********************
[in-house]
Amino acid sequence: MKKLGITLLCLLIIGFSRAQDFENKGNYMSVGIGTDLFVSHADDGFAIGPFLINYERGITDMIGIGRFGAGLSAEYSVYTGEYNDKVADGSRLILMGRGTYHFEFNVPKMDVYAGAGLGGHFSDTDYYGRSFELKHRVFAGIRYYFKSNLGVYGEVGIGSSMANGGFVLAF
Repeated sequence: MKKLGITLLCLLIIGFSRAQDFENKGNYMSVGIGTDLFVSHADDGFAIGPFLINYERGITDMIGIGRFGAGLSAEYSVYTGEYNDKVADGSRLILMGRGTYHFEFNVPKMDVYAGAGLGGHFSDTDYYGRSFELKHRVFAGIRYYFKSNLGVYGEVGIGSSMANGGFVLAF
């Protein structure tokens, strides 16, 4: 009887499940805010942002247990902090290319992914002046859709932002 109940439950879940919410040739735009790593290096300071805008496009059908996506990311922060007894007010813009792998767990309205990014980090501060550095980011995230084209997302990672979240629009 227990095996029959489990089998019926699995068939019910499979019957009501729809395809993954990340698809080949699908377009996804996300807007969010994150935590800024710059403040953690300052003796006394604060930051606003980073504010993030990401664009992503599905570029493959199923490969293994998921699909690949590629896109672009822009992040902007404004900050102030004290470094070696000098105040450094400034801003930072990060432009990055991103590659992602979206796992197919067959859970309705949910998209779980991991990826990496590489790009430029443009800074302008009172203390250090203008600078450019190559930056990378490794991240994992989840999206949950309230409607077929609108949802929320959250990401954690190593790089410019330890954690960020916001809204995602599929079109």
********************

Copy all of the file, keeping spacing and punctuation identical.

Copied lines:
[in-house]
Amino acid sequence: MKKLGITLLCLLIIGFSRAQDFENKGNYMSVGIGTDLFVSHADDGFAIGPFLINYERGITDMIGIGRFGAGLSAEYSVYTGEYNDKVADGSRLILMGRGTYHFEFNVPKMDVYAGAGLGGHFSDTDYYGRSFELKHRVFAGIRYYFKSNLGVYGEVGIGSSMANGGFVLAF
Repeated sequence: MKKLGITLLCLLIIGFSRAQDFENKGNYMSVGIGTDLFVSHADDGFAIGPFLINYERGITDMIGIGRFGAGLSAEYSVYTGEYNDKVADGSRLILMGRGTYHFEFNVPKMDVYAGAGLGGHFSDTDYYGRSFELKHRVFAGIRYYFKSNLGVYGEVGIGSSMANGGFVLAF
């Protein structure tokens, strides 16, 4: 009887499940805010942002247990902090290319992914002046859709932002 109940439950879940919410040739735009790593290096300071805008496009059908996506990311922060007894007010813009792998767990309205990014980090501060550095980011995230084209997302990672979240629009 227990095996029959489990089998019926699995068939019910499979019957009501729809395809993954990340698809080949699908377009996804996300807007969010994150935590800024710059403040953690300052003796006394604060930051606003980073504010993030990401664009992503599905570029493959199923490969293994998921699909690949590629896109672009822009992040902007404004900050102030004290470094070696000098105040450094400034801003930072990060432009990055991103590659992602979206796992197919067959859970309705949910998209779980991991990826990496590489790009430029443009800074302008009172203390250090203008600078450019190559930056990378490794991240994992989840999206949950309230409607077929609108949802929320959250990401954690190593790089410019330890954690960020916001809204995602599929079109």